LSU Discover

LSU Discover | Responsive Responsible Design, Coastal Sustainability Practices, Creative Outreach and Visualization | Undergraduate ResearchAs part of the Southern Association of Colleges and Schools Commission on Colleges (SACSCOC) reaffirmation of accreditation process, LSU is required to develop a Quality Enhancement Program (QEP). The QEP describes a carefully designed and focused course of action that addresses a well-defined topic or issue(s) related to enhancing student learning.

The primary goal of LSU’s QEP, LSU Discover, is to establish a basic, flexible, non-intrusive undergraduate research model that can be utilized across LSU’s many and varied curricula, from the arts and humanities to the social and natural sciences to professional programs. It will test the broader possibilities of such a model by involving interested faculty in the implementation of the model in self-selected academic degree programs.

For more information about LSU Discover, please visit

Arden McMillin, Art Class of 2019

Arden McMillin by equipment.

Arden McMillin, BFA 2019, received an LSU Discover undergraduate research grant for her photography project “Home and History: an investigation into the complexity of small southern towns that never left the Civil War.” Arden is from Natchez, Mississippi, a historic town known for the Spring Pilgrimage tableaux, and massive plantation homes. Her photography project explores her hometown’s complicated history. “As a visual artist and photographer, my research investigates the complexity of small southern towns that never left the Civil War,” she said. “I am exploring the idea that the antebellum townscape appears changeless—without history.”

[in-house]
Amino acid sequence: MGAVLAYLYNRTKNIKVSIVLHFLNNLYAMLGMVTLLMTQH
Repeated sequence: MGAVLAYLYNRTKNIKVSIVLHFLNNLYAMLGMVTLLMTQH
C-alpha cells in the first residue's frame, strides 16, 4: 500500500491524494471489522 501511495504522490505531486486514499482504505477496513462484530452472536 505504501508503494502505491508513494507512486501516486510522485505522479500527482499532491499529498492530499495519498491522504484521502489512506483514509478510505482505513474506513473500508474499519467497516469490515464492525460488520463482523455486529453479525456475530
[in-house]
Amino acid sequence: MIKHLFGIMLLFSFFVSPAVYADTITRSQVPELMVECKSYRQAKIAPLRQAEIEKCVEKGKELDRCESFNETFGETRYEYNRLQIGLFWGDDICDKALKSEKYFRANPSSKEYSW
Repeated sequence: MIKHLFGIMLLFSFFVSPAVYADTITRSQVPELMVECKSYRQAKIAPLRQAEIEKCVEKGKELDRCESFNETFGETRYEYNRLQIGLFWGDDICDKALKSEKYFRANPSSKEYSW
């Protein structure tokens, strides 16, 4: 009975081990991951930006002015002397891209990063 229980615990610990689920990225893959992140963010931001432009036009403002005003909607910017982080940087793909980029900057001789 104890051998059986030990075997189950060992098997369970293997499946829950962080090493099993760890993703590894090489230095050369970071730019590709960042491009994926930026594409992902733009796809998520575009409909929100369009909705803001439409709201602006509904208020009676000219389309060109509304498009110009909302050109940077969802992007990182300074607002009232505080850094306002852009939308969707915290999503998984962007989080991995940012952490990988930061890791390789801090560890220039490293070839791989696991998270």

Jessica Wasiloski, Architecture Class of 2013 

Jessica graduated Summa Cum Laude in May 2013 from the College of Art & Design. Each semester, she was on the Dean’s List and Chancellor’s Honor Roll. While at LSU, she completed a multi-semester research project. Her research was centered on designing temporary housing facilities for port workers in Port Fourchon, Louisiana, which has lost 87% of its habitable land in the last decade. Jessica recognized the need to create a building that represents the ever-changing environment of the area, selecting materials and designing the facility “to move, grow, and reflect change” over time. During her research, Jessica worked extensively with the staff of the LSU Coastal Sustainability Studio as well as with the director of Port Fourchon. Her Honors thesis title references this experience: “Temporal Hotel: Architectural Response to a Fluid Landscape.”